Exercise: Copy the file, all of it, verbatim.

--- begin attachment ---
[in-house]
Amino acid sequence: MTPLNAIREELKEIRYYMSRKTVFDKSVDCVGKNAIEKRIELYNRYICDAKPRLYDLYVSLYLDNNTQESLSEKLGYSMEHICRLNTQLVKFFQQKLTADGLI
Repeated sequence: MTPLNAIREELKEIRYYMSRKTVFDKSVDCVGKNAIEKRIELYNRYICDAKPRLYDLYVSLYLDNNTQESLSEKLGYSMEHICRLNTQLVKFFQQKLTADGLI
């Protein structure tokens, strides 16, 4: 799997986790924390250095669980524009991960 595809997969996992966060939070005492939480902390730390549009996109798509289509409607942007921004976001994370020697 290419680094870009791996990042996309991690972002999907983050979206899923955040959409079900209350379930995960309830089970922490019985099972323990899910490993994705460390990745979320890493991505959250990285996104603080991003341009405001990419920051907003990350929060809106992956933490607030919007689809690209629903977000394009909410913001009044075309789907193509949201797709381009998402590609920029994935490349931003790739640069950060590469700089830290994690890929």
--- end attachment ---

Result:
[in-house]
Amino acid sequence: MTPLNAIREELKEIRYYMSRKTVFDKSVDCVGKNAIEKRIELYNRYICDAKPRLYDLYVSLYLDNNTQESLSEKLGYSMEHICRLNTQLVKFFQQKLTADGLI
Repeated sequence: MTPLNAIREELKEIRYYMSRKTVFDKSVDCVGKNAIEKRIELYNRYICDAKPRLYDLYVSLYLDNNTQESLSEKLGYSMEHICRLNTQLVKFFQQKLTADGLI
């Protein structure tokens, strides 16, 4: 799997986790924390250095669980524009991960 595809997969996992966060939070005492939480902390730390549009996109798509289509409607942007921004976001994370020697 290419680094870009791996990042996309991690972002999907983050979206899923955040959409079900209350379930995960309830089970922490019985099972323990899910490993994705460390990745979320890493991505959250990285996104603080991003341009405001990419920051907003990350929060809106992956933490607030919007689809690209629903977000394009909410913001009044075309789907193509949201797709381009998402590609920029994935490349931003790739640069950060590469700089830290994690890929």